The most important marketing information a company can gain typically comes from focus groups. Church growth also comes from the connections made in small groups and healthy emotions are strengthened in recovery with the use of small groups. In the business world, productivity is measured and increased via small teams focusing on critical functions. Yet with the incredible importance small groups have in our lives, few people understand how to facilitate a group’s success.
Last night I had the privilege of participating in a small group focused on facilitating small groups. It was enlightening to say the least. Not only did the program address each personality type so all participated in the discussion, but it also brought focus of vision and a team spirit through personal bonding exercises.
One of the most important points I learned about facilitation is the importance of knowing myself. By objectively understanding my personal hot buttons, style and tendencies, I can purposely counter any comments I might want to make that could steer the meeting in the wrong direction.
This became even clearer when our facilitator clarified that in a small group the number one goal is conversation. There are days when I fail at this simple task, as I hear a frustrated person share their pain that could easily be fixed with the right answer that I happen to know. During those times I struggle to keep my mouth shut and allow the person to talk through their issue long enough to come up with their own answer.
Respecting the other person and letting them take ownership of discovering their own solution is paramount to their growth. It also makes them a fisherman, rather than a hungry person who just ate the one fish I gave them to survive the moment. By empowering people to learn and manage their own growth, the team becomes stronger and more individuals rise to become strong leaders themselves.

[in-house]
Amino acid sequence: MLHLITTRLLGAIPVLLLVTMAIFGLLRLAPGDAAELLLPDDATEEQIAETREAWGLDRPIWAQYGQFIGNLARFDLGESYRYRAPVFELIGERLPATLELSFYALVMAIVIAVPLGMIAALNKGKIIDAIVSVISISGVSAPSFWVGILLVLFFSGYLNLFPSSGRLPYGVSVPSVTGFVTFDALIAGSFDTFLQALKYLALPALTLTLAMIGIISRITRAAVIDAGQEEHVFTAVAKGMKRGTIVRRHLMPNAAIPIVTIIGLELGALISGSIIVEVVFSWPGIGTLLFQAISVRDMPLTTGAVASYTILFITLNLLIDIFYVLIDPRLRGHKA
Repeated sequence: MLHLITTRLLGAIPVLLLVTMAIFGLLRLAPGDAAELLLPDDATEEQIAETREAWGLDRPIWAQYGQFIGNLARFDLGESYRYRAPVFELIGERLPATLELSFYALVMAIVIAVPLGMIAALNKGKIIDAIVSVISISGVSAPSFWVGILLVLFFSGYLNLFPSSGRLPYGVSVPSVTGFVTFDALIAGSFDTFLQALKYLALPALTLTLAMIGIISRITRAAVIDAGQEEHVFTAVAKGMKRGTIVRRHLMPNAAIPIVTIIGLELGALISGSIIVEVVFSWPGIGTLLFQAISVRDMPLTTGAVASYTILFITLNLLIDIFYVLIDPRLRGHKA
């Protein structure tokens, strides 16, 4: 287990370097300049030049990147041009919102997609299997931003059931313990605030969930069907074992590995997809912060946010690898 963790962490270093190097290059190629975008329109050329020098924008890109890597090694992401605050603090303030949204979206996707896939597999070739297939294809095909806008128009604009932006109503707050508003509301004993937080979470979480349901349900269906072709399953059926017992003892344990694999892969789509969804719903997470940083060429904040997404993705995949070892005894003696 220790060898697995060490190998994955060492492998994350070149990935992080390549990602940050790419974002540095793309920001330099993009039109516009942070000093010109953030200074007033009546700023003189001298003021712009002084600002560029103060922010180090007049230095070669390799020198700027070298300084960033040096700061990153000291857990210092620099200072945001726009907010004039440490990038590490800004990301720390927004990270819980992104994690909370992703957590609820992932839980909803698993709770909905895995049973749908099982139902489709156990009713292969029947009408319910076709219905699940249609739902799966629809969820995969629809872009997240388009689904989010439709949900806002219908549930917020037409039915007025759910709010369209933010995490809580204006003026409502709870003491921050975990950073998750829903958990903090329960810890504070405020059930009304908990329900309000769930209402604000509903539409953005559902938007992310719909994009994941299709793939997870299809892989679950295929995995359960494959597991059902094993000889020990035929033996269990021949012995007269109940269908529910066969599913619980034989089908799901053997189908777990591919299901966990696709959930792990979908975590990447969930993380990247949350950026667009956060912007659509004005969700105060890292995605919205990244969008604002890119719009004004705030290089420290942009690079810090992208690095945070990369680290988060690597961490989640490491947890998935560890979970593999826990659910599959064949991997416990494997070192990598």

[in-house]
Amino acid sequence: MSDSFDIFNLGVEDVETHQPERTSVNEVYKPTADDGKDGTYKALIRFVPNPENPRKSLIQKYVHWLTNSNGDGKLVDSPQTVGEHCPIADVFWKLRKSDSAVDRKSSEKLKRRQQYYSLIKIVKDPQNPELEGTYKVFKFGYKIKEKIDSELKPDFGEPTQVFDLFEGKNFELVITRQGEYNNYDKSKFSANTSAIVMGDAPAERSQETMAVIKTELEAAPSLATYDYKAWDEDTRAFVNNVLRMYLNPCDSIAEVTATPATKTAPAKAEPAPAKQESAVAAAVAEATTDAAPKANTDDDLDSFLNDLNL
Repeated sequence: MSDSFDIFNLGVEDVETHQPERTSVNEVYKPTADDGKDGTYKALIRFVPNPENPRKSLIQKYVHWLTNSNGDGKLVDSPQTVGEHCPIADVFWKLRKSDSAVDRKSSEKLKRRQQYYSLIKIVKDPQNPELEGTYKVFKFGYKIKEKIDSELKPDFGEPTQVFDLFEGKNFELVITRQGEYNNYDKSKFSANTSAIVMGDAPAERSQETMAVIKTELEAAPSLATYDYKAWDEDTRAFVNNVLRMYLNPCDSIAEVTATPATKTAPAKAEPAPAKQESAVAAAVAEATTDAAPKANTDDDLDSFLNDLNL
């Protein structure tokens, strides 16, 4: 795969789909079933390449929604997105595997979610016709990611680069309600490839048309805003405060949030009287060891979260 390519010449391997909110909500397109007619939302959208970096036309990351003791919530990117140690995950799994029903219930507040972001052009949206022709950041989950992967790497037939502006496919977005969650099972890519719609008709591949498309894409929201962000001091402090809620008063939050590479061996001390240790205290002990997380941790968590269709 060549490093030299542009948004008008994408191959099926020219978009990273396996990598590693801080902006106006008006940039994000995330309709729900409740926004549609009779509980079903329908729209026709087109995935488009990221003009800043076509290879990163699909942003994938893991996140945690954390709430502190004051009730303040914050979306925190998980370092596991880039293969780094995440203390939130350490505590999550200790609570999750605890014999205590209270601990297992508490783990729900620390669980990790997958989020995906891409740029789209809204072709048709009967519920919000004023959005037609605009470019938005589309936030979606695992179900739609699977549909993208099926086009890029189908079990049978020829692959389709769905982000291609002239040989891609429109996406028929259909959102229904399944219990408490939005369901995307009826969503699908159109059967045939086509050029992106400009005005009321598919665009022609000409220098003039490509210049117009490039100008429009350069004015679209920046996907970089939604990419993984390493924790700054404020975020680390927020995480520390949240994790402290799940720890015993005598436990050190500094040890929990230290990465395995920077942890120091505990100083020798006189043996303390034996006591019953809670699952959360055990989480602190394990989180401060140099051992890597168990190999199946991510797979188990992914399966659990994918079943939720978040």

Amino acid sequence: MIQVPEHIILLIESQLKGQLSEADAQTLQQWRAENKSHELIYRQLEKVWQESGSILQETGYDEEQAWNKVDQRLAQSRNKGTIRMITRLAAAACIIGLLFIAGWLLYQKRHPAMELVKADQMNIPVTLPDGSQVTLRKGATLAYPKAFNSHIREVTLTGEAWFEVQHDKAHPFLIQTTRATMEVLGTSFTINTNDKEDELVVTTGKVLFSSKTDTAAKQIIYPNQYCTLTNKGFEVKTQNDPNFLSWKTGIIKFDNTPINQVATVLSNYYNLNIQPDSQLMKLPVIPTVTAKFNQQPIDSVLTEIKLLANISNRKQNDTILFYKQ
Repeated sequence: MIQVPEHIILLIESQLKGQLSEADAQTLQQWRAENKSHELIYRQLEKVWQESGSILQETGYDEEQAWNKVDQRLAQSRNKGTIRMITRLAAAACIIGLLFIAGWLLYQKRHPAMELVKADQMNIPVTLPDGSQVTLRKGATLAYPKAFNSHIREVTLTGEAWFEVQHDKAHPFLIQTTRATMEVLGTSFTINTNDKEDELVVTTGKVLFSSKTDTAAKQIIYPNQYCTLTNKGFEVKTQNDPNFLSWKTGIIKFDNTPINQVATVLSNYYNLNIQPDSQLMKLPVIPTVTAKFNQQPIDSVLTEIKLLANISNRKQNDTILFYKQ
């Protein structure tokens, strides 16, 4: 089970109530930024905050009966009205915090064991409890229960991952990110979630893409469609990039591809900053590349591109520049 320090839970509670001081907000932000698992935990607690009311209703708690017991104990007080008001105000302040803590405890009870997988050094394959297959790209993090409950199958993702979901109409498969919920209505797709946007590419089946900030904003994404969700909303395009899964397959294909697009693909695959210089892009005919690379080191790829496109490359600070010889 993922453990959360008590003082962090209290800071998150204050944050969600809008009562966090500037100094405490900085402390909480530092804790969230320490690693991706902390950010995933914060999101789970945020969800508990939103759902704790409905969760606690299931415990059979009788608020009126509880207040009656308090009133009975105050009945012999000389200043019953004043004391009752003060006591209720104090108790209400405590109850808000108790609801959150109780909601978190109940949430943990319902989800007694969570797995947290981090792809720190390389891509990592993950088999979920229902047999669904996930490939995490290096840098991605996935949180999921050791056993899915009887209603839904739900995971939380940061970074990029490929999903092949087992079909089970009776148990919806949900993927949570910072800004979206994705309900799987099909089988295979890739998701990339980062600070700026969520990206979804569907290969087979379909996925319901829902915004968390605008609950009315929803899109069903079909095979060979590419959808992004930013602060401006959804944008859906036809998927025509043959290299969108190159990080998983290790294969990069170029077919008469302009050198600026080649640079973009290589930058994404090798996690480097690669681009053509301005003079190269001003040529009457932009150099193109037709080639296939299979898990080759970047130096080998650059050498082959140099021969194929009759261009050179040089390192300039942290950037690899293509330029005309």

Engaging participants in a deep conversation and allowing them to explore through each other’s experience and various viewpoints, helps them to take ownership of their role in the team and drives them to be the best they can be. It also provides clear information as to the health of the group and the needed direction the leader might want to steer them for greater success.
However, none of this is possible if the leader is driving their personal agenda or just wants to hear themselves speak. After all, true growth comes from the collaboration of ideas and experiences that are focused in the over all direction of the vision set forth.
A business team’s vision might be about altering processes to generate key savings. A church might want to encourage a discipline of prayer within their membership. A community group might desire a connection between the individuals so they can accomplish more with focused volunteers teaming together for the common good. Whatever the vision, it all starts with each individual taking responsibility for their area of focus, which is easily encouraged through small group conversations that share the strengths and weaknesses all face.
There were numerous key points taught last night, that we hopefully retained, but the one thing that became most clear was the bonding process that increased our respect for each other. The shear process, whether the vision was properly painted or not, was extremely useful in solidifying the team.
There was a new sense of closeness and anticipation in what we might do in 2012 that would bring our team’s success to an entirely new level. And, I can’t wait to reconnect with the team, as the open sharing of our strengths and weaknesses with respect, drew us closer to each other – All because the goal was conversation and not a linear agenda.